Sort of on a whim, I took Angel to her first Jerry Tindell clinic today. Hopefully this will be the first of many natural horsemanship clinics with Jerry. Angel had an awesome day and I (the human) was very humbled.
The most significant falsehood that may turn out to be not true is that I may have completely misjudged and misunderstood Angel's basic personality. The horse that participated in the groundwork clinic today was calm, quiet, content, cooperative and trusting. She was not at all the energetic, worried, fretting horse that I expected her to be. After today I am realizing that I may have been observing the negative effects of past trauma, abuse and neglect - and believing that those negative effects are Angel's true personality. But today, I saw a completely different horse. I saw a quiet, calm, trusting horse who tries very hard to please the humans. Angel was calmer in one day than Nick was in the entire first year (possibly two!) of clinics we attended. I have a strong feeling that the quiet, calm, trusting Angel may be the "real" Angel deep inside, underneath the layer of trauma and neglect.
Today was a real breakthrough for me, and probably for Angel as well. Angel had the opportunity to shine - to show what she is truly capable of in behaviors and in relationship. And I had the opportunity to take off the glasses that no longer fit and see Angel as the horse she is capable of becoming, not as the damaged, pathetic, worthless horse she used to be. The horse I saw today was cute, eager to please and on her way to becoming a horse of value, with something good to offer the world.
At the end of the day today, I looked at Angel and I thought, "Someday, someone is really going to want you. You will no longer be an abandoned, rejected throw-away horse. You are going to have value in someone else's eyes. But they won't be able to have you, because you will be mine!" This is another idea I need to let go of. Today Angel was not a "rescue/shelter" horse. She was not a pathetic, rejected, ugly, dangerous, worthless animal found wandering alone on a country road and sent to the county shelter because no one wanted her. She was a cute, quiet, well-behaved, cooperative horse. She trailered well and travelled well and behaved beautifully. That's just a nice horse!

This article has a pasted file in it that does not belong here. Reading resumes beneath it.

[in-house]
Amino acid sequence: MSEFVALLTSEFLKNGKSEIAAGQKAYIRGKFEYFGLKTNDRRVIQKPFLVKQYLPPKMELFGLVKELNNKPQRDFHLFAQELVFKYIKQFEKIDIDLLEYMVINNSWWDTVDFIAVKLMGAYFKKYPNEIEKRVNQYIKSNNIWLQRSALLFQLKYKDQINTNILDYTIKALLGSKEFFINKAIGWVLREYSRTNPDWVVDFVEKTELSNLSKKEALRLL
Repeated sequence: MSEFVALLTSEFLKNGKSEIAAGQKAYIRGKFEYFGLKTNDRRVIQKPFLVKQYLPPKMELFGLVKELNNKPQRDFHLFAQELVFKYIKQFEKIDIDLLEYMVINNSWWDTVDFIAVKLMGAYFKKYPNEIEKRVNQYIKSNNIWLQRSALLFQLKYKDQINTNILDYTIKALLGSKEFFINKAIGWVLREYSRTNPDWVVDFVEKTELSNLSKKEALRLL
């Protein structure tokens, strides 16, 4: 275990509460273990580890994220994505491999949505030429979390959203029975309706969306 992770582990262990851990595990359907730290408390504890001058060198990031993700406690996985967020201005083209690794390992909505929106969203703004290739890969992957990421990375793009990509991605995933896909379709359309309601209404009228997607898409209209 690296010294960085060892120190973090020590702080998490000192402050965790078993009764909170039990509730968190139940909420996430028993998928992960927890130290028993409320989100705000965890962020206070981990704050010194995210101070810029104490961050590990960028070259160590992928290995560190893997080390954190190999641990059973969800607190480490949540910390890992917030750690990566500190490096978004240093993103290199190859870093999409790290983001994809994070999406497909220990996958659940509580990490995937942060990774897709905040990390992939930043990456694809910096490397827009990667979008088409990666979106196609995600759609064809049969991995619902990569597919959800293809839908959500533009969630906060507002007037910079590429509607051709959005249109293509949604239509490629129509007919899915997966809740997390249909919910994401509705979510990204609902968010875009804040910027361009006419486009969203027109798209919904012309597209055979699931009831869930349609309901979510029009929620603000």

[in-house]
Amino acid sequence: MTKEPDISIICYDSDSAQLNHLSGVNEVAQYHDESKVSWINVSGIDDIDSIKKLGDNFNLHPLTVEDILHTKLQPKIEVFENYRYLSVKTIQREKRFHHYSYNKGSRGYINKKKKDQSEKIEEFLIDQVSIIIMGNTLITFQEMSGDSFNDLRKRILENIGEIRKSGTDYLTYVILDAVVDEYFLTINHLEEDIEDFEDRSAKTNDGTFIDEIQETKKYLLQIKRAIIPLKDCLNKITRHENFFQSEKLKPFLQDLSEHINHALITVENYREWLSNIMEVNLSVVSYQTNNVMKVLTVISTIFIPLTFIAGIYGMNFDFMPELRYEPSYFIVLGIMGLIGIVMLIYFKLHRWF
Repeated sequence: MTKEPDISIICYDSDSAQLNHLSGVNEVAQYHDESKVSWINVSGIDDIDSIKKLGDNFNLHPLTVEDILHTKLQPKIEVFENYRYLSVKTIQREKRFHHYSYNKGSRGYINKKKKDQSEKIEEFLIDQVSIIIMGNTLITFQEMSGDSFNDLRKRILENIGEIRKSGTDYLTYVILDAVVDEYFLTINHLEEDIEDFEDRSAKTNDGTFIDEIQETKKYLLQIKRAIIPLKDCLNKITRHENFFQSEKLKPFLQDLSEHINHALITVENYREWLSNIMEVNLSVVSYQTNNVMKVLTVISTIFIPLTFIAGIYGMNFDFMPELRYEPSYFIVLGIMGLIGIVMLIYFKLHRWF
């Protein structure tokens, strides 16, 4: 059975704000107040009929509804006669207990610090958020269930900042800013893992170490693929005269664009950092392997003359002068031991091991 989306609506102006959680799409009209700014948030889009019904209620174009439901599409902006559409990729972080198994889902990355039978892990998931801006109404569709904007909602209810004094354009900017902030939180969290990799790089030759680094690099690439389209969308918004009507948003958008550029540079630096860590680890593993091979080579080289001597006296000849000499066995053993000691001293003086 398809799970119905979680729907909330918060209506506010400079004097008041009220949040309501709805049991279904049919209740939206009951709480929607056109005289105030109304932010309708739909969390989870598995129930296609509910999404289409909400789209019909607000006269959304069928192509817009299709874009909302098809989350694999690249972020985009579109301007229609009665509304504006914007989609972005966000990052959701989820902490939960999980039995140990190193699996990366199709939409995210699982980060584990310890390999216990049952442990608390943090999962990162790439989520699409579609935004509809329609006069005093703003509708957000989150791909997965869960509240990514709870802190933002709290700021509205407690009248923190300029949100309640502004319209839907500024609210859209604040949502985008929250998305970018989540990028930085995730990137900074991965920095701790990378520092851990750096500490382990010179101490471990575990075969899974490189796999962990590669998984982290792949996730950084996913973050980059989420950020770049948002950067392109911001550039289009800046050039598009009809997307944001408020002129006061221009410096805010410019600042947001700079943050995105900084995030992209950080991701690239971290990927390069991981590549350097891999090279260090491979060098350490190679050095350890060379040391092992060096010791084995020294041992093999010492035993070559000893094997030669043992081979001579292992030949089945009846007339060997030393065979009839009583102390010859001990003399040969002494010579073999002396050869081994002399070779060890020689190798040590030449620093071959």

Another idea I realized today that I will probably choose to let go of, is the idea that I will never ride Angel. Until today, the idea of getting on her back had the same appeal for me as taking up bull riding (and about the same chance of success!). I looked at her in the clinic today, trying so hard to please, trusting me to take care of her, and I thought, "I could ride this horse! I would trust this horse to do the right thing with me on her back!" This was also a very new idea, because until today, I could never imagine trusting her enough to want to get on her back. But after the clinic today, I am looking forward to riding her! I can even visualize myself riding her on trails and having a grand time, like Nick and I used to have. Except I think she has the potential to be a calmer trail horse than Nick ever was!
Angel and I came home from the clinic and I think we were both tired. After everything was put away, we hung out together in her stall for about an hour, just being quiet together and letting the success of the day soak in. This feels like the beginning of a new partnership.